“A total of 565 BHT’s comprising 3 Commanders, 4 Amirs, 5 Nakibs and 5 cattle rustling specialists, out of the surrendered BHTs and their family members were handed over to the Borno State government in Maiduguri for further management after thorough profiling.”

But General Onyeuko did not give details on the exact day and venue the handing over was perfected.

The senior military officer added that no fewer than 52 assorted arms and 1,977 rounds of 7.62mm assorted calibre ammunition, including AK-47 and FN rifles with magazines, hand grenades, commando mortar guns, locally fabricated rifles, Dushka anti-aircraft guns, Dane guns and Nigerian Police rifles among other items were recovered from surrendered terrorists.

A credible military source told newsmen last night that considering that 5,890 Boko Haram members surrendered but only 565 were released so far, it meant there was “discretion of sort” in what transpired.

“My take is that our commanders at the top and the Borno government don’t want some of the details out considering the sensitivity of the arrangement. The good news is that some fighters are coming out, which is an unprecedented feat. We have been in this war for over 12 years,” he said.

Falmata Ari, a mother of 3 whose husband was killed by Boko Haram eight years ago said the government should build a new place of abode for the repentant fighters and their families.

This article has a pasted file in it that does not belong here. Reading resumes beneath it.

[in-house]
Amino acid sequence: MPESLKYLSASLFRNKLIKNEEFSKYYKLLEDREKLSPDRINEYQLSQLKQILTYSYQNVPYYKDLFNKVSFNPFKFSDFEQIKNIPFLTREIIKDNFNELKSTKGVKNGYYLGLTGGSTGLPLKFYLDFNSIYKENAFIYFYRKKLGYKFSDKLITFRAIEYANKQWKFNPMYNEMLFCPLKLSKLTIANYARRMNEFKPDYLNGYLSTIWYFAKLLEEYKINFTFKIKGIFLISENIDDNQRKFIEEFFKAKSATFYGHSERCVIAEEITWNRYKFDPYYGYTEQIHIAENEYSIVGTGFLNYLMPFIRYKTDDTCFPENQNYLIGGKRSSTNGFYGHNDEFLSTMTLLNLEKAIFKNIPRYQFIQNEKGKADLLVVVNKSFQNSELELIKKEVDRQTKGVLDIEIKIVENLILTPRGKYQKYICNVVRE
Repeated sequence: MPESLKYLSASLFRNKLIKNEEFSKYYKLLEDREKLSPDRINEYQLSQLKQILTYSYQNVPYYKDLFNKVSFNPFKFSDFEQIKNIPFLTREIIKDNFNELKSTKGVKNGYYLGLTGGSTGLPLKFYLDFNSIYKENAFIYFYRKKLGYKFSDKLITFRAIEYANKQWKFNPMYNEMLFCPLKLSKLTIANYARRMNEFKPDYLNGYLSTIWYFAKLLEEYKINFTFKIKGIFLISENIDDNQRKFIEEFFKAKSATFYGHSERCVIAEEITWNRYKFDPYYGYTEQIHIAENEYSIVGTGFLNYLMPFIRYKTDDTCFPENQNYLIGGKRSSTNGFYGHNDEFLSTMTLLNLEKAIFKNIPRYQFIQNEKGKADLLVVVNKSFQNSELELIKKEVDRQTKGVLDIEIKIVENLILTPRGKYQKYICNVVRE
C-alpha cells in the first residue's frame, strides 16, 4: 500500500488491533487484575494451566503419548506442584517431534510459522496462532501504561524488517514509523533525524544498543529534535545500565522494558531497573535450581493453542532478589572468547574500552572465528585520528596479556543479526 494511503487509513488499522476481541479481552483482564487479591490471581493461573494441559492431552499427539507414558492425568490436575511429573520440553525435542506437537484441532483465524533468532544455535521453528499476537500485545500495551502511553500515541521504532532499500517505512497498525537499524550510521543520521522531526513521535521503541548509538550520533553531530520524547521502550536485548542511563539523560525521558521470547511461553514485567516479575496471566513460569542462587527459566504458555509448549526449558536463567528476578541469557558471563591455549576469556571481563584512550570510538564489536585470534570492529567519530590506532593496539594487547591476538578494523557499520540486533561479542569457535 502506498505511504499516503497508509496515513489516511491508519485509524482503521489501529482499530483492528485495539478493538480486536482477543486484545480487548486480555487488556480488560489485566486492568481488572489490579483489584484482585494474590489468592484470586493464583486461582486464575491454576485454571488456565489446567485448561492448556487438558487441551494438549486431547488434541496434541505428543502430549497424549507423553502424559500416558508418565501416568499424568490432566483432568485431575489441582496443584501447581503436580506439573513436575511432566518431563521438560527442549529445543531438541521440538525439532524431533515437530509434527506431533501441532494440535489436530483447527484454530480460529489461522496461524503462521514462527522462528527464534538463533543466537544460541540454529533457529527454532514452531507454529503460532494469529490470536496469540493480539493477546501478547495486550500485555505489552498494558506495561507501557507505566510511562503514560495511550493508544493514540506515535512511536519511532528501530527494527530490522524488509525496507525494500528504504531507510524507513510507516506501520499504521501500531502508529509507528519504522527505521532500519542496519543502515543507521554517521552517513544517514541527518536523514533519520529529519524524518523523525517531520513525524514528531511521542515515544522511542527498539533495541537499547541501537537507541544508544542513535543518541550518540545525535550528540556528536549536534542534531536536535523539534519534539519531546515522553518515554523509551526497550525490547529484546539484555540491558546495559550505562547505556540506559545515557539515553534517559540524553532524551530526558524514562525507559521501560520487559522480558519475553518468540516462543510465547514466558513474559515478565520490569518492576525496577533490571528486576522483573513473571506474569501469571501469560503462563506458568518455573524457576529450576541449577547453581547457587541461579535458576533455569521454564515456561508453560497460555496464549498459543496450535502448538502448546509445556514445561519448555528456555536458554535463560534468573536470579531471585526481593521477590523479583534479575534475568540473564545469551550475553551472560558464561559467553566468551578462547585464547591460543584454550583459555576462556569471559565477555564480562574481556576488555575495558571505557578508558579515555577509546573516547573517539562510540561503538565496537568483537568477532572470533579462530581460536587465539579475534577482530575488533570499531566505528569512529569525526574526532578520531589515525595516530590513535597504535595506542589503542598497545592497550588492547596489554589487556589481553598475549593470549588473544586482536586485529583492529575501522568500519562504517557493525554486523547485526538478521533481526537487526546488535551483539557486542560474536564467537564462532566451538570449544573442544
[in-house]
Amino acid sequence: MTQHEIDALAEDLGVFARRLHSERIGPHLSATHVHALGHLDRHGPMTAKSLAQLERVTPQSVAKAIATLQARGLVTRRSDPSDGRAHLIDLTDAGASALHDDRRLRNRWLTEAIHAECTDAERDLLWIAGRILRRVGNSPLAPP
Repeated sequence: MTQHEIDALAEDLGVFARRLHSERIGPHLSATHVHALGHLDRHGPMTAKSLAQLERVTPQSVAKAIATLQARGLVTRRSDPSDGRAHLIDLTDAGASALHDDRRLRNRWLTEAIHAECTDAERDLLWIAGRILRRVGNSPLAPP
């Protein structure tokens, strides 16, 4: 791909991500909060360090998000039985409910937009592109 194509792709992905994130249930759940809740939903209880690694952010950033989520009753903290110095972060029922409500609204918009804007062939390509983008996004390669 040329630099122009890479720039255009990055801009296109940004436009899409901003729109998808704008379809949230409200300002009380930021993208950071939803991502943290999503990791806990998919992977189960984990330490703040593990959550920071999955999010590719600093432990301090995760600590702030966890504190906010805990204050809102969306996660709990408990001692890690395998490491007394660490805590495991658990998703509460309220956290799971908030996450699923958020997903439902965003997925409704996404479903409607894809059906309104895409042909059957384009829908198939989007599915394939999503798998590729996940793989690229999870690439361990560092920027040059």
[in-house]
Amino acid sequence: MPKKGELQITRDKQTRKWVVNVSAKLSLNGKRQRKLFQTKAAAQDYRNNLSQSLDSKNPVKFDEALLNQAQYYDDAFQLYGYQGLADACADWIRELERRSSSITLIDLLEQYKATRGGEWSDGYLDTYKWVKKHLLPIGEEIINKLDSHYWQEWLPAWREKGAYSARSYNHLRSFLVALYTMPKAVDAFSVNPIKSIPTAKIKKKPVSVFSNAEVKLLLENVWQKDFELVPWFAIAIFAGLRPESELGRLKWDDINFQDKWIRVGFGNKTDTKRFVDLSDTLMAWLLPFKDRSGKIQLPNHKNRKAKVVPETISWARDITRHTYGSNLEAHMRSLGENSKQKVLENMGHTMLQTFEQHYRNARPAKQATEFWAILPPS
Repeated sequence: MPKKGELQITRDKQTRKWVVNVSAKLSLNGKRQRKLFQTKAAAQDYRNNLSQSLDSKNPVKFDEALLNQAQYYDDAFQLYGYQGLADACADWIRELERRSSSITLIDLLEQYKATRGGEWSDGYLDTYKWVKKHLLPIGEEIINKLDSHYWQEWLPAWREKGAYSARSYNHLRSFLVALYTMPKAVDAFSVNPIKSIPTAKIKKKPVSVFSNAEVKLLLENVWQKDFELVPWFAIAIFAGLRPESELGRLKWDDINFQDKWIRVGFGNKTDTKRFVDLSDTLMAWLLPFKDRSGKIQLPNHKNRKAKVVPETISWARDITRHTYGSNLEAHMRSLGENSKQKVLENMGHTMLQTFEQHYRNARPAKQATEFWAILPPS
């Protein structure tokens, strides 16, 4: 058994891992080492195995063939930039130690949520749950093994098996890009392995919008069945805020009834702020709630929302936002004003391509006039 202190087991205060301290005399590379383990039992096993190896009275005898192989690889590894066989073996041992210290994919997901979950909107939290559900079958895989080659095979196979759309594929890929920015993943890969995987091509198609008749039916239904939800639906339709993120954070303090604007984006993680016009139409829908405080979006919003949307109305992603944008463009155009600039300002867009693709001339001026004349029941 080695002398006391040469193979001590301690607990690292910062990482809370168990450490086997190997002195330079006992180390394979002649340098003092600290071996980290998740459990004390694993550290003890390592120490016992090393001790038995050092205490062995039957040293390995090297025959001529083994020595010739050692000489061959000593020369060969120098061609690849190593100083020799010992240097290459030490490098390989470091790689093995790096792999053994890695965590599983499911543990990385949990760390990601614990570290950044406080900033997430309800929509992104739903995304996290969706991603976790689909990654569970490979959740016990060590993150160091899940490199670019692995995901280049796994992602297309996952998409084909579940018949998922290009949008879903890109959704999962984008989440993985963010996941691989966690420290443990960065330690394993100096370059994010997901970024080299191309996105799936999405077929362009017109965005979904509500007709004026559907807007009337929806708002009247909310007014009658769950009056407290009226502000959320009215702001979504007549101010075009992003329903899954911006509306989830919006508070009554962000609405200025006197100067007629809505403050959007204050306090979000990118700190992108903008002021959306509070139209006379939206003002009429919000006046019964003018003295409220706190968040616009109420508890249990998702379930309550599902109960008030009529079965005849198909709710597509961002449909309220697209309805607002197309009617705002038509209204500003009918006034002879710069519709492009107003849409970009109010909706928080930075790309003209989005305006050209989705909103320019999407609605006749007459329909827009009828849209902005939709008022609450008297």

“It would make sense if the federal government would go somewhere and build houses with all basic needs of life for them.

“There are fresh wounds in the hearts of many of us. As we speak, many families are living in IDP camps and you want to bring those who killed our loved ones?” she asked.

Baana Bukar, a resident of Maiduguri said the reintegration should be done systematically.

“Government should study how it was done in other places like Saudi Arabia. Many countries suffered from terrorism but they resolved the problem through careful planning,” he said.

An insider told newsmen that less than 20 of all the people released so far could be tagged as “high profile fighters,” adding “based on their profile, it would be exceedingly difficult for them to go back to their old trade. They genuinely repented and would not be harmful to the larger society.”

“Moreso, 5, 890 people that surrendered were classified into three categories- The high profile terrorists; those with moderate radicalism or forcefully conscripted and then women and children.

“So, the high profile fighters that allegedly repented would be taken to Gombe and other places for additional profiling and deradicalisation. Those in the second category would be deradicalised in the available facilities in Maiduguri before a decision would be taken on how they would be reintegrated and those in the last category, depending on discussion with community leaders would be released in piecemeal,” he said.